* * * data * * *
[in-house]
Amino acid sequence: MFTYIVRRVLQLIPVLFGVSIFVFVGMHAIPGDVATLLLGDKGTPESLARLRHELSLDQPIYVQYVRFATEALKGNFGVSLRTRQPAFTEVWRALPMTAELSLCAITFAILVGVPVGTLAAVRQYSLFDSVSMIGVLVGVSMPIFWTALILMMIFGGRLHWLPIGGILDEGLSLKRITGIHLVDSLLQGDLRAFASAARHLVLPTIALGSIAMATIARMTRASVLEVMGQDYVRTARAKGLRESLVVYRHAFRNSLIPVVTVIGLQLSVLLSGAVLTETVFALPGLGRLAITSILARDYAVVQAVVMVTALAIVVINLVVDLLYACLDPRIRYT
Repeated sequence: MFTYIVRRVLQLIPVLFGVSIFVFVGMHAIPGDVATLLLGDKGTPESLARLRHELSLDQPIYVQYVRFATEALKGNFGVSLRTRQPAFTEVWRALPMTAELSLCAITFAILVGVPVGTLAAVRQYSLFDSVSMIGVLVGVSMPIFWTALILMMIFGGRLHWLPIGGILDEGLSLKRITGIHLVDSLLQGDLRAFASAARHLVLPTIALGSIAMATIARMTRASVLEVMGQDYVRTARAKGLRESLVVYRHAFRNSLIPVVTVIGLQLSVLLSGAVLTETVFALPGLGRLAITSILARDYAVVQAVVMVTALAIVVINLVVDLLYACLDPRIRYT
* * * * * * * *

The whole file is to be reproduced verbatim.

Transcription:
[in-house]
Amino acid sequence: MFTYIVRRVLQLIPVLFGVSIFVFVGMHAIPGDVATLLLGDKGTPESLARLRHELSLDQPIYVQYVRFATEALKGNFGVSLRTRQPAFTEVWRALPMTAELSLCAITFAILVGVPVGTLAAVRQYSLFDSVSMIGVLVGVSMPIFWTALILMMIFGGRLHWLPIGGILDEGLSLKRITGIHLVDSLLQGDLRAFASAARHLVLPTIALGSIAMATIARMTRASVLEVMGQDYVRTARAKGLRESLVVYRHAFRNSLIPVVTVIGLQLSVLLSGAVLTETVFALPGLGRLAITSILARDYAVVQAVVMVTALAIVVINLVVDLLYACLDPRIRYT
Repeated sequence: MFTYIVRRVLQLIPVLFGVSIFVFVGMHAIPGDVATLLLGDKGTPESLARLRHELSLDQPIYVQYVRFATEALKGNFGVSLRTRQPAFTEVWRALPMTAELSLCAITFAILVGVPVGTLAAVRQYSLFDSVSMIGVLVGVSMPIFWTALILMMIFGGRLHWLPIGGILDEGLSLKRITGIHLVDSLLQGDLRAFASAARHLVLPTIALGSIAMATIARMTRASVLEVMGQDYVRTARAKGLRESLVVYRHAFRNSLIPVVTVIGLQLSVLLSGAVLTETVFALPGLGRLAITSILARDYAVVQAVVMVTALAIVVINLVVDLLYACLDPRIRYT